I Lie by David Lang

I lie is a piece composed by David Lang and was performed on 17 June 2001 in Grace Cathedral, San Francisco, CA. This piece is consisted of just libretto, which is “the text of an opera or other long vocal work”. The text is in Yiddish, which is a language that is predominantly used by the Jews in the Eastern Europe before the holocaust happened. This simple fact plays a big role in this piece as does it’s title “I lie”. The text was created by Joseph Rolnick.

This piece starts off very slow and it has a sad vibe to it. I don’t understand the words but I feel like there is just a little tiny bit of hope, a little tiny chance of being saved. This hope grows in me as the song progresses. There is the main vocalist that is singing in Yiddish. Just at the moment when I thought everything was fine, the sad vibe sets back in and everything is just getting worse again. After everything seemed lost, one new vocalist is added to the main one, while the main one is still singing in the background, the new vocalist adds an another dimension to this song but they both fade and the piece is finished.

The original text in Yiddish goes like this:

Leyg ikh mir in bet arayn Un lesh mir oys dos fayer Kumen vet er haynt tsu mir Der vos iz mire tayer Banen loyfn tsvey a tog Eyne kumt in ovnt KhÕher dos klingen Ð glin glin glon Yo, er iz shoyn noent Shtundn hot di nakht gor fil Eyns der tsveyter triber Eyne iz a fraye nor Ven es kumt mayn liber Ikh her men geyt, men klapt in tir, Men ruft mikh on baym nomen Ikh loyf arop a borvese Yo! er iz gekumen!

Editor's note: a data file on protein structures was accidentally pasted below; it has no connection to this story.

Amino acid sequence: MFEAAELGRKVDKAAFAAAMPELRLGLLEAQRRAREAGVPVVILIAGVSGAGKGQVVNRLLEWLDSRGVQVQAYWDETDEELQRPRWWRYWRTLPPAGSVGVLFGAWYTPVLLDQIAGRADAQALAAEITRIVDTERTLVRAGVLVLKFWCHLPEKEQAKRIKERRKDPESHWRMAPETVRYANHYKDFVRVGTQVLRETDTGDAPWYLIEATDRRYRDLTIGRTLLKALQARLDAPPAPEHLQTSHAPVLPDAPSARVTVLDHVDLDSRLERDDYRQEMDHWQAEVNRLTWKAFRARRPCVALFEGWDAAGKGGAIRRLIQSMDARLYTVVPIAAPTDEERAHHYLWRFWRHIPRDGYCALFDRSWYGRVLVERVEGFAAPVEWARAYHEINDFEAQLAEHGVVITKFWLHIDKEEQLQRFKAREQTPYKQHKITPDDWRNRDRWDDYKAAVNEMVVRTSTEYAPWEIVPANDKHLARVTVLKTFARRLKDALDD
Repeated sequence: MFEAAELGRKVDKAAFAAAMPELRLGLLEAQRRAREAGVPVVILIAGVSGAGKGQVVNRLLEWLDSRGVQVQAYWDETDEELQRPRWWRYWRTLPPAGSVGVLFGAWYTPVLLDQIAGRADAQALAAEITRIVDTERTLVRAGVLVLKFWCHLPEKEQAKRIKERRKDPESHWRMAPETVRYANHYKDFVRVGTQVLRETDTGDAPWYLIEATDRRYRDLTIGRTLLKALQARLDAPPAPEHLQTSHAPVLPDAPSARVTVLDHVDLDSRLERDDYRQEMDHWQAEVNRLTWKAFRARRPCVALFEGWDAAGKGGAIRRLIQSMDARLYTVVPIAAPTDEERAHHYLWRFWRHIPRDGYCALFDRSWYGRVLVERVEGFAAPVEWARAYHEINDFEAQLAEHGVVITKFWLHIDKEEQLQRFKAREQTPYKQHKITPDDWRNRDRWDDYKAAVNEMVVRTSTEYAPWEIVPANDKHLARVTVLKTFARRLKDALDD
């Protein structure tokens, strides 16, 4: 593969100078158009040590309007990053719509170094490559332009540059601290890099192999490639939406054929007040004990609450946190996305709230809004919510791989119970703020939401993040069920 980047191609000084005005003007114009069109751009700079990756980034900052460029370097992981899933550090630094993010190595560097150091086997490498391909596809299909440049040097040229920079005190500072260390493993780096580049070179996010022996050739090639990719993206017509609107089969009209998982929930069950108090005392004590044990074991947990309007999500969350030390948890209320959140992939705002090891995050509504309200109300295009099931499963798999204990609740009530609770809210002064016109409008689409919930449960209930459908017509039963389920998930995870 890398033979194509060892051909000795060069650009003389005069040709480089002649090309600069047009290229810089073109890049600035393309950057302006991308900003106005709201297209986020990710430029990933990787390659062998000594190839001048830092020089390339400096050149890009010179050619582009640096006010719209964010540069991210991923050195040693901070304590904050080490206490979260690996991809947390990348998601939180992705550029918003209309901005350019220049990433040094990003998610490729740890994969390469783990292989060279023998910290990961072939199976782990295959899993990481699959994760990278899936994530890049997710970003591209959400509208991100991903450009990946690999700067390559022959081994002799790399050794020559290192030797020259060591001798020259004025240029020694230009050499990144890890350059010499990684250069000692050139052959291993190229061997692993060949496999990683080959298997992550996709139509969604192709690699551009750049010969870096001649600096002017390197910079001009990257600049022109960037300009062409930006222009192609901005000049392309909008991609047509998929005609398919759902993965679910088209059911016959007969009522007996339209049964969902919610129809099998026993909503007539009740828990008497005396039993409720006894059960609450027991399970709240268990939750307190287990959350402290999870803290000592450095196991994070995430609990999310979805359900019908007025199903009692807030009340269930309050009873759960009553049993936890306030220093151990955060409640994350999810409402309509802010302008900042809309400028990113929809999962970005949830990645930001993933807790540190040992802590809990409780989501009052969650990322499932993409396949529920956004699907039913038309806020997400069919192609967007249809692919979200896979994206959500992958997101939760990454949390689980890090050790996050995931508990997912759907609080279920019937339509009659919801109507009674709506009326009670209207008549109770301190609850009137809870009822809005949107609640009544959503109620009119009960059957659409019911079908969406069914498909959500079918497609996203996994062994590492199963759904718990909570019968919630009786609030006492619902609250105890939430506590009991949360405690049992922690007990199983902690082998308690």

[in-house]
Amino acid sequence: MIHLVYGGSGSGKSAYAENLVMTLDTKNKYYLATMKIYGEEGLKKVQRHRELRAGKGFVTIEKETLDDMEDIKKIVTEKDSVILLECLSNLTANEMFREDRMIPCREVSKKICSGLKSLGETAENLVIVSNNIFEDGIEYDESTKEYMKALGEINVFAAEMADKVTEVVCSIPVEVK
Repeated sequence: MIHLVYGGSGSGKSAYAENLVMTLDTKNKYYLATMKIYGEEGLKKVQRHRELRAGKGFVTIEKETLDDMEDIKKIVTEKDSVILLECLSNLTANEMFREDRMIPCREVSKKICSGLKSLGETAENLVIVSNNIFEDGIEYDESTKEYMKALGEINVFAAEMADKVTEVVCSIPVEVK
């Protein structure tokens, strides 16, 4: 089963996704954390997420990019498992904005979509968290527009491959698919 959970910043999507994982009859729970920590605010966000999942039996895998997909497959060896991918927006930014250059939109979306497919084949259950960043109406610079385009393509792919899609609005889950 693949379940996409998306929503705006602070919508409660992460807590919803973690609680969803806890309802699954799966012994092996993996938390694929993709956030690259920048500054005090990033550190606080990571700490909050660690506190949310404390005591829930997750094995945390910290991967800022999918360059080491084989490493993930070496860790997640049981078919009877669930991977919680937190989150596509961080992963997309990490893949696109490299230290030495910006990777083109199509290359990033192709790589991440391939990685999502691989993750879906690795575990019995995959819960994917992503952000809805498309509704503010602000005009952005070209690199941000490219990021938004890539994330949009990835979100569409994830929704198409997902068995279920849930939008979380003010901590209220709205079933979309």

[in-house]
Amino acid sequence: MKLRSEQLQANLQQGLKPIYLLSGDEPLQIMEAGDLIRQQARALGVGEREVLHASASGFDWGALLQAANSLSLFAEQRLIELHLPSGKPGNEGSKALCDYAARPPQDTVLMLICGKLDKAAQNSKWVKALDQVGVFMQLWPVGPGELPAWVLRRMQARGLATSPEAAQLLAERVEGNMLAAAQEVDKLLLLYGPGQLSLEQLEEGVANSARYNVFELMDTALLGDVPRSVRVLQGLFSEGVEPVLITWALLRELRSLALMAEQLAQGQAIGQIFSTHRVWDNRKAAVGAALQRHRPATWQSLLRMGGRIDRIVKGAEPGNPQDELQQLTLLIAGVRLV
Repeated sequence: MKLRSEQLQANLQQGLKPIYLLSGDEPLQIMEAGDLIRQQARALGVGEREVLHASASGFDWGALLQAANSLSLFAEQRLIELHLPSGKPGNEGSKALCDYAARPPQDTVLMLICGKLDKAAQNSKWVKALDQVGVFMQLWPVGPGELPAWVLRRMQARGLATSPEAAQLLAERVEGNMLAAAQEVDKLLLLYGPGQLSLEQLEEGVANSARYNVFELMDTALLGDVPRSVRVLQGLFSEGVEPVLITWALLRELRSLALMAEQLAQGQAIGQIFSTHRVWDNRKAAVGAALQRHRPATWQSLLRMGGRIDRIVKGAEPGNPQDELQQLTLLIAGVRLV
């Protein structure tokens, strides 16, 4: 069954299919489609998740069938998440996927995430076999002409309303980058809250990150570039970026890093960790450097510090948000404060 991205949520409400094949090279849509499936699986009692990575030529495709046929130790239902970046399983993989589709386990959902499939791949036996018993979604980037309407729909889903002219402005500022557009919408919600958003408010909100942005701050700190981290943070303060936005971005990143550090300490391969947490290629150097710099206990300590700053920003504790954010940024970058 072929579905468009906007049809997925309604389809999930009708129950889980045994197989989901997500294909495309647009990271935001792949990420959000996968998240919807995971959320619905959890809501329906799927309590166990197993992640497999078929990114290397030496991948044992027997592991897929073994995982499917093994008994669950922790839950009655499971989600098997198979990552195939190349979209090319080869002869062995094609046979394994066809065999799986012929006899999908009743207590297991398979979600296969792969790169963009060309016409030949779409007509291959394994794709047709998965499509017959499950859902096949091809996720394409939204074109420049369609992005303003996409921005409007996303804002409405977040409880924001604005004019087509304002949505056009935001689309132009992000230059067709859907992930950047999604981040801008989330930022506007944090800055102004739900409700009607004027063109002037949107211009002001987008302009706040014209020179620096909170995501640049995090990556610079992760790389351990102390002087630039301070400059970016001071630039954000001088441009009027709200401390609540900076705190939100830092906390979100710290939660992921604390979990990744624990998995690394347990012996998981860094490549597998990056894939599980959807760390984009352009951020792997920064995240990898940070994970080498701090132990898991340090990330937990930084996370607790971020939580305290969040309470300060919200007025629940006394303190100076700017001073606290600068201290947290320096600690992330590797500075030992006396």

Which, translated to english means:

I lie in bed and turn out the light my beloved will come today The trains come twice a day one comes at night hear them clanging – glin, glin, glon Yes, he is near The night has many hours each one sadder than the next only one is happy when my beloved comes Someone comes, someone knocks someone calls my name I run out barefoot Yes, he has come.

After reading this text, I understood that the song was supposed to be in the sad vibe. The main vocalist is representing the hope that the loved one will come back but whenever each train passes, the hope is instantly killed and the vibe of the song goes sadder and sadder. When the new vocalist is added and the main is moved to the background, I believe that it symbolizes the loved one’s return and the extreme joy that the person is going through.

The questions that I would like to ask David Lang are:

1) What is the true story behind “I lie”?

2) Why is this piece in Yiddish and what role do the trains play in the piece?

3) Was there any connection to Holocaust in this piece?

4) How did you cooperate with Joseph Rolnick? Did he write the text first or did you compose the piece first?

Leave a Reply

Your email address will not be published. Required fields are marked *

*

MU 100 is Protected by Akismet | Powered by WordPress